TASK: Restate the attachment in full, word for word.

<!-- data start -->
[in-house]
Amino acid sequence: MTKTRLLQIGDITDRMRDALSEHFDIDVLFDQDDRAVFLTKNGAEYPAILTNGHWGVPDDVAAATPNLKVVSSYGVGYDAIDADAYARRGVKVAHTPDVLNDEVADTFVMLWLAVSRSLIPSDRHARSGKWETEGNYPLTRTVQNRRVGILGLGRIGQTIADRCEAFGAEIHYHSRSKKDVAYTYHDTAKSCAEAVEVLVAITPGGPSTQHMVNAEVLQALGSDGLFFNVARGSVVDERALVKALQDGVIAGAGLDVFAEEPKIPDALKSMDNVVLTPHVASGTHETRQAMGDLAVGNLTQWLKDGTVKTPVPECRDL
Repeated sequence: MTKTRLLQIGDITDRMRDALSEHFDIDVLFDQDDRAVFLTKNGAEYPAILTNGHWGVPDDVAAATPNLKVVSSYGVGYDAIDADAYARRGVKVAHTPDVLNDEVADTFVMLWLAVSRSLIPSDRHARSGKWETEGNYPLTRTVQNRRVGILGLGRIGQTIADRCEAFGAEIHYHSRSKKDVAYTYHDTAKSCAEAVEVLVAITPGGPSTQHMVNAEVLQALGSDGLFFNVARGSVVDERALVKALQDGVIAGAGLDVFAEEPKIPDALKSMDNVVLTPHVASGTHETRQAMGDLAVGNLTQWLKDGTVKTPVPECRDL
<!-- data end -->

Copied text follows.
[in-house]
Amino acid sequence: MTKTRLLQIGDITDRMRDALSEHFDIDVLFDQDDRAVFLTKNGAEYPAILTNGHWGVPDDVAAATPNLKVVSSYGVGYDAIDADAYARRGVKVAHTPDVLNDEVADTFVMLWLAVSRSLIPSDRHARSGKWETEGNYPLTRTVQNRRVGILGLGRIGQTIADRCEAFGAEIHYHSRSKKDVAYTYHDTAKSCAEAVEVLVAITPGGPSTQHMVNAEVLQALGSDGLFFNVARGSVVDERALVKALQDGVIAGAGLDVFAEEPKIPDALKSMDNVVLTPHVASGTHETRQAMGDLAVGNLTQWLKDGTVKTPVPECRDL
Repeated sequence: MTKTRLLQIGDITDRMRDALSEHFDIDVLFDQDDRAVFLTKNGAEYPAILTNGHWGVPDDVAAATPNLKVVSSYGVGYDAIDADAYARRGVKVAHTPDVLNDEVADTFVMLWLAVSRSLIPSDRHARSGKWETEGNYPLTRTVQNRRVGILGLGRIGQTIADRCEAFGAEIHYHSRSKKDVAYTYHDTAKSCAEAVEVLVAITPGGPSTQHMVNAEVLQALGSDGLFFNVARGSVVDERALVKALQDGVIAGAGLDVFAEEPKIPDALKSMDNVVLTPHVASGTHETRQAMGDLAVGNLTQWLKDGTVKTPVPECRDL